Observational data collected in recent years suggest the largest volcano in Jupiter's moon Io – the most geologically active object in the Solar System – will explode in midair of September, which is pretty much now.
When it comes to explosions, volcanoes tend to operate on their own unpredictable schedules. Such was not the case for Loki, however, the largest volcano in Io. When this matter breaks down, which is often done on a regular basis, it accounts for 15 percent of the total monthly expenditure. It is so powerful that 200-km wide (124 miles) that astronomers can observe its tantrums using ground-based telescopes, making the volcano less studied than Earth.
For the past 20 years, astronomer Julie Rathbun from the Planetary Science Institute in Arizona has watched in awe as this volcano erupts in terrifying regularity. His latest calculations suggest that Loki will fire in mid-September, as he told an audience today at the EPSC-DPS Joint Meeting 2019 in Geneva, Switzerland, according to a press release issued by the Europlanet Society. Prior to this, Rathbun correctly predicted that Loki would explode in May 2018.
In fact, Rathbun already knows this volcano. In 2002 he identified Loki as a seasonal volcano. By examining data collected from 1988 to 2000, he found that the white-horse erupted at about 540-day intervals. But after the moon, true to the god of the crook for which it was named, left the schedule during the 2000s, it exploded with little frequency and no visible pattern. That has changed since 2013, when Rathbun introduced a new schedule in which Loki exploded over a 475-day interval, with explosions lasting about 160 days.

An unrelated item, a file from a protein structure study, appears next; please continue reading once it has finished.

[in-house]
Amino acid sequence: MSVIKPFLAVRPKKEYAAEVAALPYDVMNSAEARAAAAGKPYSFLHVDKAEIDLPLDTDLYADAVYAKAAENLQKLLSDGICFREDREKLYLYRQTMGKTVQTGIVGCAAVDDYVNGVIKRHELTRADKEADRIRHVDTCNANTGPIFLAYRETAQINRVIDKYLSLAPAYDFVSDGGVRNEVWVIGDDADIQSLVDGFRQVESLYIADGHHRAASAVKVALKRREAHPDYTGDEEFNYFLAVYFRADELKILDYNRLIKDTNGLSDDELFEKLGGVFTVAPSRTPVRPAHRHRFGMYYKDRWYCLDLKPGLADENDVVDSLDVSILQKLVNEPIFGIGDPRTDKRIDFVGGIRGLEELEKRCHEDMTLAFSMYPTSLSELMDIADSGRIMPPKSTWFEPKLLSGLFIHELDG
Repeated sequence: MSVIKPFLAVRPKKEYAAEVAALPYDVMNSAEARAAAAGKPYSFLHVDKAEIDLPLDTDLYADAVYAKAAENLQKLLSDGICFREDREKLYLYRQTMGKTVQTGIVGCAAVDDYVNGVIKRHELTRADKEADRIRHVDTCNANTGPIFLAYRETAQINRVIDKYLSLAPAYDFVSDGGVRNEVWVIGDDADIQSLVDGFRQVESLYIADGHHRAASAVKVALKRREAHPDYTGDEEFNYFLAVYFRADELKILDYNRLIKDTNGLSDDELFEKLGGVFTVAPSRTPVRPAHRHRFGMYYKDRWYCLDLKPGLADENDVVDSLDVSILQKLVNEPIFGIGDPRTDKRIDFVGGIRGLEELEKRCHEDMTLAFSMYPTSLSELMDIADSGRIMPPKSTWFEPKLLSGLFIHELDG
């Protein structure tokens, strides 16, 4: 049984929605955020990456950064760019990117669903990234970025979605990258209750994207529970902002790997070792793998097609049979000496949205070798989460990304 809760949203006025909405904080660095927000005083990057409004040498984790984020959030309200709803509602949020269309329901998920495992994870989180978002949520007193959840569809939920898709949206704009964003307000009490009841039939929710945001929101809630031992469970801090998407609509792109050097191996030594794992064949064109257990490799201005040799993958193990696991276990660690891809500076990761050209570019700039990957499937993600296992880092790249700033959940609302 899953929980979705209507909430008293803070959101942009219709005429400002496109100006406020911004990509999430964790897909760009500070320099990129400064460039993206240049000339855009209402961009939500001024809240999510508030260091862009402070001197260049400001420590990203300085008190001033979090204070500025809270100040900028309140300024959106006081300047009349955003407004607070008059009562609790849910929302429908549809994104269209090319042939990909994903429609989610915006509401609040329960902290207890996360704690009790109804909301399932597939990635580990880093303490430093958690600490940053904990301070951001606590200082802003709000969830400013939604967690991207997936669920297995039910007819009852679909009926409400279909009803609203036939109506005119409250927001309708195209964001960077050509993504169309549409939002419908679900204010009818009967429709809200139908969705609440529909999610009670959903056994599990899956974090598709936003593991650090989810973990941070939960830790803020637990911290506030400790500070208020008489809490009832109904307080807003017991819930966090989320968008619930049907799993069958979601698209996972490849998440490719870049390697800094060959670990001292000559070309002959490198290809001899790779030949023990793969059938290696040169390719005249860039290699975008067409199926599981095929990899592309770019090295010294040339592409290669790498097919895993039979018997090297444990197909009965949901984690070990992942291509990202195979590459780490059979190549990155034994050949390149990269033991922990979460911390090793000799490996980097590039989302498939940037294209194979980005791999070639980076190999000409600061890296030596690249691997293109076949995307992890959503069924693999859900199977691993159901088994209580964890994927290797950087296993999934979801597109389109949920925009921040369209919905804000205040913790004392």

Loki, suspected of being Rathbun suspected of being a large backwater lake (and unfortunately not a lost lava cake), is predictable due to its massive girth.
"Due to its size, basic physics is likely to dominate when it explodes, so the small complications affecting smaller volcanoes probably do not affect Loki," Rathbun said. stated in the release of the Europlanet Society.
In a brief paper compiled for the EPSC-DPS meeting, Rathbun stated that Loki "is a lake with a crust that stabilizes as it cools," and the "volume of time between eruption is the amount of time required for The crust will not be stable and therefore, related to the darkness of the lava. ”
But since Loki has a prior history of changing his schedule to a dime, Rathbun cautions that his latest prediction is not ironclad.
"Volcanoes are very difficult to predict because they are complex," he said. "There are many factors that influence volcanic eruptions, including magma supply rate, the composition of magma – especially the presence of magma bubbles, the type of rock that the volcano is sitting on, fractured state of the rock, and many more issues. ”
So, a super clean prediction for a super cool month. Hopefully we have something to report in the coming days.